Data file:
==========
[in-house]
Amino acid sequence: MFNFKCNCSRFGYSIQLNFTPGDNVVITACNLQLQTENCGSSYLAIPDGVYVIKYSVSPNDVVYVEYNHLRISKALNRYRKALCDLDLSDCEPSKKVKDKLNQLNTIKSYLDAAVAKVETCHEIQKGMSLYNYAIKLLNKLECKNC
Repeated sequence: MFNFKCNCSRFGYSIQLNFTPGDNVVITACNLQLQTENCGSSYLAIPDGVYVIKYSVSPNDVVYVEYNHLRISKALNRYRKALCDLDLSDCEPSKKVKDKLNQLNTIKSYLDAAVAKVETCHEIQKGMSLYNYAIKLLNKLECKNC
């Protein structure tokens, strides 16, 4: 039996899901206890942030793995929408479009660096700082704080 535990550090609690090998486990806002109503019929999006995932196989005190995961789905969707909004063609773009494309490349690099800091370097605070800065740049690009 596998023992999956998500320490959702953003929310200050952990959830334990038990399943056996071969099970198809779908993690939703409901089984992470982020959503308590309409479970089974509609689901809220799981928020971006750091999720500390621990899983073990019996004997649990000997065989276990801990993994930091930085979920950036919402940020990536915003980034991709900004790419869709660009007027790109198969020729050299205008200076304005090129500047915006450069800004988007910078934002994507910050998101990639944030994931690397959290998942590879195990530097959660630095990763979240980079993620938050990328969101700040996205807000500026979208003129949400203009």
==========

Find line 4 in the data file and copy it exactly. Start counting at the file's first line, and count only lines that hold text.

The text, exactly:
């Protein structure tokens, strides 16, 4: 039996899901206890942030793995929408479009660096700082704080 535990550090609690090998486990806002109503019929999006995932196989005190995961789905969707909004063609773009494309490349690099800091370097605070800065740049690009 596998023992999956998500320490959702953003929310200050952990959830334990038990399943056996071969099970198809779908993690939703409901089984992470982020959503308590309409479970089974509609689901809220799981928020971006750091999720500390621990899983073990019996004997649990000997065989276990801990993994930091930085979920950036919402940020990536915003980034991709900004790419869709660009007027790109198969020729050299205008200076304005090129500047915006450069800004988007910078934002994507910050998101990639944030994931690397959290998942590879195990530097959660630095990763979240980079993620938050990328969101700040996205807000500026979208003129949400203009």